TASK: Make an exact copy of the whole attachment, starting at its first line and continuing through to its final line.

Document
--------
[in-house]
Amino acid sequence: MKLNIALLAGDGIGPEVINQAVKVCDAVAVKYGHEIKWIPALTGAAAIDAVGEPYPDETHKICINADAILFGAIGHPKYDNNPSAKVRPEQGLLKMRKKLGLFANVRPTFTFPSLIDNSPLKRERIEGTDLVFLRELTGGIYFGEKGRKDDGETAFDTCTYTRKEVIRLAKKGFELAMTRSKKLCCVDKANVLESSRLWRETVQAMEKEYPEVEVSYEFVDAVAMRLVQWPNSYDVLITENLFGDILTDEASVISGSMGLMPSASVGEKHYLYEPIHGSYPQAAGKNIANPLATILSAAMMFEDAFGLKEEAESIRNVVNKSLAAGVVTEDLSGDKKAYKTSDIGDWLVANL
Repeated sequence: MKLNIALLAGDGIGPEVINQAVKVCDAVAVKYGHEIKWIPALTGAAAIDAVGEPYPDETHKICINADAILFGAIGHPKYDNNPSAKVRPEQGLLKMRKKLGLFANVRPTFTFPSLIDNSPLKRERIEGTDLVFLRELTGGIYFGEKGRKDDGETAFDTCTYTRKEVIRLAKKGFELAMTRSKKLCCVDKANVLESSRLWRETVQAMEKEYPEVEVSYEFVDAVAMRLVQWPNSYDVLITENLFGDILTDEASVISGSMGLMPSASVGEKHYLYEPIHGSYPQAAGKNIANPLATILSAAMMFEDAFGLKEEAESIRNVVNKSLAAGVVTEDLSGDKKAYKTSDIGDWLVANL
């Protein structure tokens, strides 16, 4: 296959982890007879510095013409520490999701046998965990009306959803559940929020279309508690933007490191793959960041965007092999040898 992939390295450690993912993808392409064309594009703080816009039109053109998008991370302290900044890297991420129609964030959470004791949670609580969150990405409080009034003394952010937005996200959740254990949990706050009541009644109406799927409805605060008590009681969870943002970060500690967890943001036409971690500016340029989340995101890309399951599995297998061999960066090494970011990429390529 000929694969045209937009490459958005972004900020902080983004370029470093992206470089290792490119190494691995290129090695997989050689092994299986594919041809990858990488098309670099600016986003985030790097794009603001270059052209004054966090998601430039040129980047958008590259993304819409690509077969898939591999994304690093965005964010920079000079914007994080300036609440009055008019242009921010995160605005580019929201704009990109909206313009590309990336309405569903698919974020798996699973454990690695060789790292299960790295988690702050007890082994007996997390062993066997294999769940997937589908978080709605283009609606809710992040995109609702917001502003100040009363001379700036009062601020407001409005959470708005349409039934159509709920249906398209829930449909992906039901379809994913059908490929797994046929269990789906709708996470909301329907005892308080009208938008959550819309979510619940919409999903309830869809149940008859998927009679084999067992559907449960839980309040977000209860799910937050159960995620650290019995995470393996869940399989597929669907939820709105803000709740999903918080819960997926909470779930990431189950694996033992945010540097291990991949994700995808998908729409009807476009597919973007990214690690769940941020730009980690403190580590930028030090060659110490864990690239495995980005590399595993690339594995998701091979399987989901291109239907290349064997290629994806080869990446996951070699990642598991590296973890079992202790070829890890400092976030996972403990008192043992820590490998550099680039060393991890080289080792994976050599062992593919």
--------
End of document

[in-house]
Amino acid sequence: MKLNIALLAGDGIGPEVINQAVKVCDAVAVKYGHEIKWIPALTGAAAIDAVGEPYPDETHKICINADAILFGAIGHPKYDNNPSAKVRPEQGLLKMRKKLGLFANVRPTFTFPSLIDNSPLKRERIEGTDLVFLRELTGGIYFGEKGRKDDGETAFDTCTYTRKEVIRLAKKGFELAMTRSKKLCCVDKANVLESSRLWRETVQAMEKEYPEVEVSYEFVDAVAMRLVQWPNSYDVLITENLFGDILTDEASVISGSMGLMPSASVGEKHYLYEPIHGSYPQAAGKNIANPLATILSAAMMFEDAFGLKEEAESIRNVVNKSLAAGVVTEDLSGDKKAYKTSDIGDWLVANL
Repeated sequence: MKLNIALLAGDGIGPEVINQAVKVCDAVAVKYGHEIKWIPALTGAAAIDAVGEPYPDETHKICINADAILFGAIGHPKYDNNPSAKVRPEQGLLKMRKKLGLFANVRPTFTFPSLIDNSPLKRERIEGTDLVFLRELTGGIYFGEKGRKDDGETAFDTCTYTRKEVIRLAKKGFELAMTRSKKLCCVDKANVLESSRLWRETVQAMEKEYPEVEVSYEFVDAVAMRLVQWPNSYDVLITENLFGDILTDEASVISGSMGLMPSASVGEKHYLYEPIHGSYPQAAGKNIANPLATILSAAMMFEDAFGLKEEAESIRNVVNKSLAAGVVTEDLSGDKKAYKTSDIGDWLVANL
């Protein structure tokens, strides 16, 4: 296959982890007879510095013409520490999701046998965990009306959803559940929020279309508690933007490191793959960041965007092999040898 992939390295450690993912993808392409064309594009703080816009039109053109998008991370302290900044890297991420129609964030959470004791949670609580969150990405409080009034003394952010937005996200959740254990949990706050009541009644109406799927409805605060008590009681969870943002970060500690967890943001036409971690500016340029989340995101890309399951599995297998061999960066090494970011990429390529 000929694969045209937009490459958005972004900020902080983004370029470093992206470089290792490119190494691995290129090695997989050689092994299986594919041809990858990488098309670099600016986003985030790097794009603001270059052209004054966090998601430039040129980047958008590259993304819409690509077969898939591999994304690093965005964010920079000079914007994080300036609440009055008019242009921010995160605005580019929201704009990109909206313009590309990336309405569903698919974020798996699973454990690695060789790292299960790295988690702050007890082994007996997390062993066997294999769940997937589908978080709605283009609606809710992040995109609702917001502003100040009363001379700036009062601020407001409005959470708005349409039934159509709920249906398209829930449909992906039901379809994913059908490929797994046929269990789906709708996470909301329907005892308080009208938008959550819309979510619940919409999903309830869809149940008859998927009679084999067992559907449960839980309040977000209860799910937050159960995620650290019995995470393996869940399989597929669907939820709105803000709740999903918080819960997926909470779930990431189950694996033992945010540097291990991949994700995808998908729409009807476009597919973007990214690690769940941020730009980690403190580590930028030090060659110490864990690239495995980005590399595993690339594995998701091979399987989901291109239907290349064997290629994806080869990446996951070699990642598991590296973890079992202790070829890890400092976030996972403990008192043992820590490998550099680039060393991890080289080792994976050599062992593919």